Today, Harvard Law School welcomed to campus its most diverse class of J.D. students in school history — with record-breaking test scores and grade point averages, to boot.

For the first time, 56% of the members of the class of 2024 identify as people of color, and 54% identify as women, while average undergraduate GPAs and LSAT scores rose to historic highs, at 3.92 and 174, respectively. Current and former members of the U.S. Armed Forces, including members of the U.S. Special Forces, are also represented in the highest numbers at HLS since the mid-20th century.

“I am delighted to welcome the truly extraordinary group of students who are joining our community this fall,” says John F. Manning ’85, the Morgan and Helen Chu Dean of Harvard Law School and professor of law. “I look forward to meeting them and am so glad they have come to HLS to learn to be the great lawyers and leaders I know they will be!”

Harvard Law School, like many law schools around the nation, received a historic number of applications for entry this academic year, at nearly 10,000, ultimately admitting just 6.9% of applicants.

“There was exceptional talent in the application pool this year,” says Kristi Jobson ’12, assistant dean for admissions at Harvard Law School. “Our entering students represent an incredible diversity of backgrounds and life experiences, adding to the richness and depth of our campus community.”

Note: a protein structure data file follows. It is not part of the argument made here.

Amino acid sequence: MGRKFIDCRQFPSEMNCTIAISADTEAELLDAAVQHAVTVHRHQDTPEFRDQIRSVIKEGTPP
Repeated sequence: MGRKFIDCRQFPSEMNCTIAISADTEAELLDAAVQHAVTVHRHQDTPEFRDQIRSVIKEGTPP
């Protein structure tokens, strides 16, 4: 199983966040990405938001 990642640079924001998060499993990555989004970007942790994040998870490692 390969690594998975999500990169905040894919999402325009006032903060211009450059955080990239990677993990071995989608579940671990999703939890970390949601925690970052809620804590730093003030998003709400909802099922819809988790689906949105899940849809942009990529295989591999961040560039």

The 560 members of the incoming J.D. class hail from nearly every U.S. state plus Guam, Washington D.C., and Puerto Rico, and 18 international locations. Students attended 171 undergraduate institutions, and represent 62 distinct undergrad majors, including 12% with STEM degrees. First-year students also bring more than 40 language skills to HLS, including American Sign Language, Catalan, Chamorro, Igbo, Massachusett, Persian, Thai, and Yoruba.

The class of 2024 includes 19 Fulbright Scholars, five Schwarzman Scholars, four QuestBridge Scholars, three Posse Scholars, two Truman Scholars, one Marshall Scholar, two Rhodes Scholars, and two Gates Millennium Scholars, among many other awards and honors.

Prior to attending law school, incoming students worked as teachers, performing artists, writers for comedy shows, political campaign managers, an NFL football coach, and podcast hosts. Collectively, the class of 2024 has served 73 members of the U.S. Congress.

“I am really proud to be matriculating such an outstanding class of students,” says Jobson. “It is an honor to have them at Harvard Law School.”